Used to be, when it came to kitchen lighting, builders simply slapped up a fluorescent ceiling fixture and considered the job done.
Now, we’re realizing that good lighting design in a kitchen is a must, like adequate counter space and rollout shelves. In fact, LED lighting has climbed to the top of kitchen wish lists, according to the 2013 Consumer Kitchen Trends report from the Research Institute for Cooking & Kitchen Intelligence.
Introducing LED lights into your kitchen is a good start, but you also need to create layers of light to make your kitchen feel warm and welcoming while also providing functional task lighting. The best way to do that is to use different types of lights:
Recessed Lights ($177 installed; $2.79 bulb)
Lights recessed into your kitchen ceiling:
- Cast task lighting onto sinks, countertops, kitchen islands and built-in pantries. If you place the lights around the perimeter of the room, you’ll avoid shadows when you stand at counters and islands.
- Highlight beautiful kitchen cabinetry.
- Illuminate dark corners that other lights can’t reach.
Plan on installing one recessed light for every 4 to 6 feet of ceiling space. Mix wide-angle recessed lights for ambient lighting with narrow-beam lights for task lighting.
But don’t go light-crazy. Range hoods have their own lights, so you don’t have to train a recessed light on your gourmet stove.
“You don’t need three recessed cans across the top of a 48-inch refrigerator, when all you need to do is open the door,” says North Carolina designer Karyn Reilly.
Over-Cabinet Lights ($200-$300 installed for 16-ft. run)
These lights are less about function and more about style and mood. Mount these lights on top of your cabinets where they illuminate displays and spread a warm light on walls and ceilings. If you use efficient LED lights, you can keep them on all night to lead the way to late-night snacks for only about $3 per year.
“They don’t get hot,” says Jake Van Wyk, marketing director of Häfele America, makers of cabinet lighting. “We leave it on in the kitchen all night. It leaves a nice glow in the room.”
Under-Cabinet Lights ($300-$400 installed)
Once considered a kitchen luxury, under-cabinet lights are now must-have task lighting that bathe countertops with bright light.
The trick is to hide the lights behind the edge of wall cabinets, so you only see light, not the fixture. For optimum task lighting, place lights in the front third of the cabinet; to highlight a beautiful backsplash, place lights in the back.
You can use several types of bulbs in under-cabinet lighting:
1. Strips of LED lights, which stick onto cabinets, are beginning to lead the pack because they’re so energy efficient and easy to install ($40 for a 16-ft. roll).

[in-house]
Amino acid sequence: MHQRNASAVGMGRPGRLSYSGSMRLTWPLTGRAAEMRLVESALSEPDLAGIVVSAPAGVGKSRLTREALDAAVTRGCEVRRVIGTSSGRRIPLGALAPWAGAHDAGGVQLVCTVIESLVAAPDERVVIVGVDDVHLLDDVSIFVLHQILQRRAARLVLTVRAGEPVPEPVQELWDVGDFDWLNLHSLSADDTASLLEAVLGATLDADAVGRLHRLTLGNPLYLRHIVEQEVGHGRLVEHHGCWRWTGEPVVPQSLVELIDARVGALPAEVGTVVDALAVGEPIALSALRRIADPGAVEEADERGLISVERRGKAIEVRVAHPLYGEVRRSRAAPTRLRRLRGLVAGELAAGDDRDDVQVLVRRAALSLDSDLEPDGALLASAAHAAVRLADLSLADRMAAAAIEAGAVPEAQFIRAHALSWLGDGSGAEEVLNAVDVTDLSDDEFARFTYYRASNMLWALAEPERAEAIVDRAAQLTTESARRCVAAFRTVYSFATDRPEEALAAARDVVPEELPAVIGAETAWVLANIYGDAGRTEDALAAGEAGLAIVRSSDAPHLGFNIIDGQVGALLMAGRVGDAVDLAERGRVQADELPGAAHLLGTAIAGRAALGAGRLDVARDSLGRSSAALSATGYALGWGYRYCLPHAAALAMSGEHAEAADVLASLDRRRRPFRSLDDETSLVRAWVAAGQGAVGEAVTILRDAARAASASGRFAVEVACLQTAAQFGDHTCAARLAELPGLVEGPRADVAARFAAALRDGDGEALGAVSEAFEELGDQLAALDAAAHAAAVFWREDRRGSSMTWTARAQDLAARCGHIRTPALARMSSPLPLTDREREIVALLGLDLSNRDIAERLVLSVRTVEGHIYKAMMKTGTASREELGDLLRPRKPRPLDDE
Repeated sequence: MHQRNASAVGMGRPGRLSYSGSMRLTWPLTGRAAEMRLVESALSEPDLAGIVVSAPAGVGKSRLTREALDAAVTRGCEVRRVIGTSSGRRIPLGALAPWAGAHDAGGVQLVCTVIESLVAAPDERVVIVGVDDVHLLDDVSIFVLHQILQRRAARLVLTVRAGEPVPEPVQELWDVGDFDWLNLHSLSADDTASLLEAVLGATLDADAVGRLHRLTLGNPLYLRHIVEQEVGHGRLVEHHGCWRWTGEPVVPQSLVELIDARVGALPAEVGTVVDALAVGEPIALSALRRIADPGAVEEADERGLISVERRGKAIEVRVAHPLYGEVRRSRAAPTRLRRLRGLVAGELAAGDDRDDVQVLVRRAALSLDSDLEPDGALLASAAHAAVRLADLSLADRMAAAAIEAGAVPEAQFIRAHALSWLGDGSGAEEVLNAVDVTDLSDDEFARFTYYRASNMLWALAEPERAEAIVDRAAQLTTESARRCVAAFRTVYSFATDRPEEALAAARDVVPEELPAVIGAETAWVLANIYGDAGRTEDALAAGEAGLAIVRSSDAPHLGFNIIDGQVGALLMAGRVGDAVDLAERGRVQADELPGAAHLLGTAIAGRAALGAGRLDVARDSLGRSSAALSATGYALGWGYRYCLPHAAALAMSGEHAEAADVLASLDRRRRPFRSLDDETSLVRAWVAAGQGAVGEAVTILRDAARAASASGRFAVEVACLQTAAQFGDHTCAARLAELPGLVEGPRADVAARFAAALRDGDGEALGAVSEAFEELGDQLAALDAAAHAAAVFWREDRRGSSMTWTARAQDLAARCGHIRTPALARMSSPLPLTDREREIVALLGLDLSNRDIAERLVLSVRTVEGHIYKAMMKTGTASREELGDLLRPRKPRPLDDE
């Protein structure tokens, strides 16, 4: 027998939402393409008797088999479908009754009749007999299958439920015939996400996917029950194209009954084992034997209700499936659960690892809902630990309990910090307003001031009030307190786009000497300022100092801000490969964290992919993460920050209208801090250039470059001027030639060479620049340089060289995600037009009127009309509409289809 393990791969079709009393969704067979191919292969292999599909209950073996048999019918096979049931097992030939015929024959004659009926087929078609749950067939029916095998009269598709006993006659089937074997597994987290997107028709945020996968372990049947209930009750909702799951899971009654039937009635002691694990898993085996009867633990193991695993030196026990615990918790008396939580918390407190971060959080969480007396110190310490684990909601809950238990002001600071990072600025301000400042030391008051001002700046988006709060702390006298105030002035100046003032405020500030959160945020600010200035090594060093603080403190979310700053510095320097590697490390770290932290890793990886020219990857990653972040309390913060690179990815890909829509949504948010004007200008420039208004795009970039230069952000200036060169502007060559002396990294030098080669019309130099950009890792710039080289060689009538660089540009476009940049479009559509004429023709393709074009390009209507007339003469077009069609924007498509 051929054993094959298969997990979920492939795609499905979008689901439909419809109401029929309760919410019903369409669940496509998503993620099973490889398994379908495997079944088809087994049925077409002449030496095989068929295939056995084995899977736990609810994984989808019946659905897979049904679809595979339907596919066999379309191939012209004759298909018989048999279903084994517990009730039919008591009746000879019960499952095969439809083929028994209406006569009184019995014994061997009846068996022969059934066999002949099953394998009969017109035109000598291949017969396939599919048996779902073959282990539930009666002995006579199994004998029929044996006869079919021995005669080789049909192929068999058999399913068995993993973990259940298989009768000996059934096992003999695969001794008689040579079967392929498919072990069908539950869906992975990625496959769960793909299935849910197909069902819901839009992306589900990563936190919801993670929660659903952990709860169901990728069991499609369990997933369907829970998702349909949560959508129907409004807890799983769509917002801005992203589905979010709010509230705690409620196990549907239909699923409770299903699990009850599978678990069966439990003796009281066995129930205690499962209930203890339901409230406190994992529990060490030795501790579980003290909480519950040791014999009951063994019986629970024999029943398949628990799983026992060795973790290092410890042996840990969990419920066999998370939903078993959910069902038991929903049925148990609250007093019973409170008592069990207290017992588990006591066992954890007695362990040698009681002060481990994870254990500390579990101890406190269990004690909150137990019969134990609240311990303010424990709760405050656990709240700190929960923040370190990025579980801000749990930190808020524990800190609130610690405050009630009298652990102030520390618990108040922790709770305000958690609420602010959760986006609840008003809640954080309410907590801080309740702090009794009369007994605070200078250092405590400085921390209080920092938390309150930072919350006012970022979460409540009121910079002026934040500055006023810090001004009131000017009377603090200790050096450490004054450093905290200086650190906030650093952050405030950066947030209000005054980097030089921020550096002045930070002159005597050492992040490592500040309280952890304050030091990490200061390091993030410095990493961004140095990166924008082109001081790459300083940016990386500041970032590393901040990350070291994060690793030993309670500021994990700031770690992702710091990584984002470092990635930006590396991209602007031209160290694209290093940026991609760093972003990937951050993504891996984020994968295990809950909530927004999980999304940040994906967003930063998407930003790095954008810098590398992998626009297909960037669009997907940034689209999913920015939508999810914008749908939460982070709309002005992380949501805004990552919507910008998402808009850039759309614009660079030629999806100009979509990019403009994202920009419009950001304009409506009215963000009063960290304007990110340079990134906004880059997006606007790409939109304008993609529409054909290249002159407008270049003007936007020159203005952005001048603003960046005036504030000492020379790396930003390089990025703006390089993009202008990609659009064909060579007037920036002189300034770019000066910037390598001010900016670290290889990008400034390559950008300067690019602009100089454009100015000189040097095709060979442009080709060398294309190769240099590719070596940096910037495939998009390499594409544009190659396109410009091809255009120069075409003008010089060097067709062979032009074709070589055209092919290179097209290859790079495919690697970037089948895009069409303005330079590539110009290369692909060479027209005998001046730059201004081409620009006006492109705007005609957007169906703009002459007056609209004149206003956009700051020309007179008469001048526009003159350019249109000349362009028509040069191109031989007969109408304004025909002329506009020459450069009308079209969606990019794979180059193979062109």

2. Fluorescent fixtures are the most cost effective ($22 for 23-inch fixture), but they have a bluish glow.
3. Halogen and xenon emit a bright light but can burn hot and be double or triple the cost of fluorescents.
Related: Do You Know Which Light Bulb to Buy?
Toe-Kick Lights ($200-$300 installed for 16-ft. run)
Hide these strips of LED lights on top of your base cabinets’ toe kicks, connect them to a motion sensor, and you’ve got a warm glow whenever you walk into the kitchen.
Use them as night-lights or as another dimension of light to add texture to your kitchen.
Pendant Lights ($196-$337 installed)
Pendants are great in kitchens with high ceilings to add light and visual interest. Chose a pendant that throws light in all directions to enhance ambient lighting; or pick one with a shade that directs light down to create task lighting, especially over an island.
Install small pendants to create an open feel to your kitchen; or pick bigger, heavier ones to make a decorative statement and distinguish the food prep area of larger kitchens. You can hang several pendants at the same height, or stagger their heights for more visual interest.
Ceiling Fixtures ($128-$269 installed)
Once the star of kitchen lighting, ceiling fixtures are lights installed onto (flush mount) or close to the ceiling suspended on a small stem (semi-flush mount). They provide general lighting and are common choices in small kitchens.
Because kitchen lights stay on for several hours a day, energy-efficient fluorescent bulbs were once the mainstay of kitchen ceiling fixtures. But their bluish light was a problem.
“No one is happy in fluorescent light,” says Raleigh, N.C., kitchen and bath designer Ruth Ann Taylor.
Now, LED lamps are becoming increasingly popular because they provide warmer, more true-to-life light than fluorescents, and they can burn for 50,000 hours.
Sunlight provides free, bright light that brings out true colors in cabinetry and countertops.
If you don’t have enough daylight, think about installing skylights or solar tubes. Or, trade wall cabinets for windows, which illuminate countertops and further brighten the room by reflecting off surfaces.